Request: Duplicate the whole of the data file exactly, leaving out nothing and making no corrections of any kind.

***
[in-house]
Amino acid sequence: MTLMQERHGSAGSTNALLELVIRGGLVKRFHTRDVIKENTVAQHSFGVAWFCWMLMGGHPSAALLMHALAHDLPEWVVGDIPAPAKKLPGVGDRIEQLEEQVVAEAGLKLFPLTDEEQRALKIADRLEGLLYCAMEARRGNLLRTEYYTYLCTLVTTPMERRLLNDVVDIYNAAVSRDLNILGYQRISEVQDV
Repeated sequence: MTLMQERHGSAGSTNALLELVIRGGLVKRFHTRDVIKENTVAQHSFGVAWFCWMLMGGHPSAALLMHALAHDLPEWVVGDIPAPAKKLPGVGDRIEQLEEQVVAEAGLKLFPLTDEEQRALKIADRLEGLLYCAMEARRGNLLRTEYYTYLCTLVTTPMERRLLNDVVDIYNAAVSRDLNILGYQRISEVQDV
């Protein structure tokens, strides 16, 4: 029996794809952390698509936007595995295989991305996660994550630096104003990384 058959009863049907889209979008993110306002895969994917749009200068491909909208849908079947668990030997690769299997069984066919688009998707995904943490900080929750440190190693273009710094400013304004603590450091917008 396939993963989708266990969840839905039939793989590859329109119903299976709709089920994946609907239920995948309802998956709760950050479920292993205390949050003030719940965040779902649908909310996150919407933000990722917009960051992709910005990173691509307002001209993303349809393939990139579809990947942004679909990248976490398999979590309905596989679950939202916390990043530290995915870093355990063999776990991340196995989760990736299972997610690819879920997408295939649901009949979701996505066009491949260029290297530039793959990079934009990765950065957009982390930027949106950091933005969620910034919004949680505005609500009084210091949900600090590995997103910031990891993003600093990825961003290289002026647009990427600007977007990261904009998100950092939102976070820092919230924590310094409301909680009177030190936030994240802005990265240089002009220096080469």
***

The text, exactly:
[in-house]
Amino acid sequence: MTLMQERHGSAGSTNALLELVIRGGLVKRFHTRDVIKENTVAQHSFGVAWFCWMLMGGHPSAALLMHALAHDLPEWVVGDIPAPAKKLPGVGDRIEQLEEQVVAEAGLKLFPLTDEEQRALKIADRLEGLLYCAMEARRGNLLRTEYYTYLCTLVTTPMERRLLNDVVDIYNAAVSRDLNILGYQRISEVQDV
Repeated sequence: MTLMQERHGSAGSTNALLELVIRGGLVKRFHTRDVIKENTVAQHSFGVAWFCWMLMGGHPSAALLMHALAHDLPEWVVGDIPAPAKKLPGVGDRIEQLEEQVVAEAGLKLFPLTDEEQRALKIADRLEGLLYCAMEARRGNLLRTEYYTYLCTLVTTPMERRLLNDVVDIYNAAVSRDLNILGYQRISEVQDV
């Protein structure tokens, strides 16, 4: 029996794809952390698509936007595995295989991305996660994550630096104003990384 058959009863049907889209979008993110306002895969994917749009200068491909909208849908079947668990030997690769299997069984066919688009998707995904943490900080929750440190190693273009710094400013304004603590450091917008 396939993963989708266990969840839905039939793989590859329109119903299976709709089920994946609907239920995948309802998956709760950050479920292993205390949050003030719940965040779902649908909310996150919407933000990722917009960051992709910005990173691509307002001209993303349809393939990139579809990947942004679909990248976490398999979590309905596989679950939202916390990043530290995915870093355990063999776990991340196995989760990736299972997610690819879920997408295939649901009949979701996505066009491949260029290297530039793959990079934009990765950065957009982390930027949106950091933005969620910034919004949680505005609500009084210091949900600090590995997103910031990891993003600093990825961003290289002026647009990427600007977007990261904009998100950092939102976070820092919230924590310094409301909680009177030190936030994240802005990265240089002009220096080469």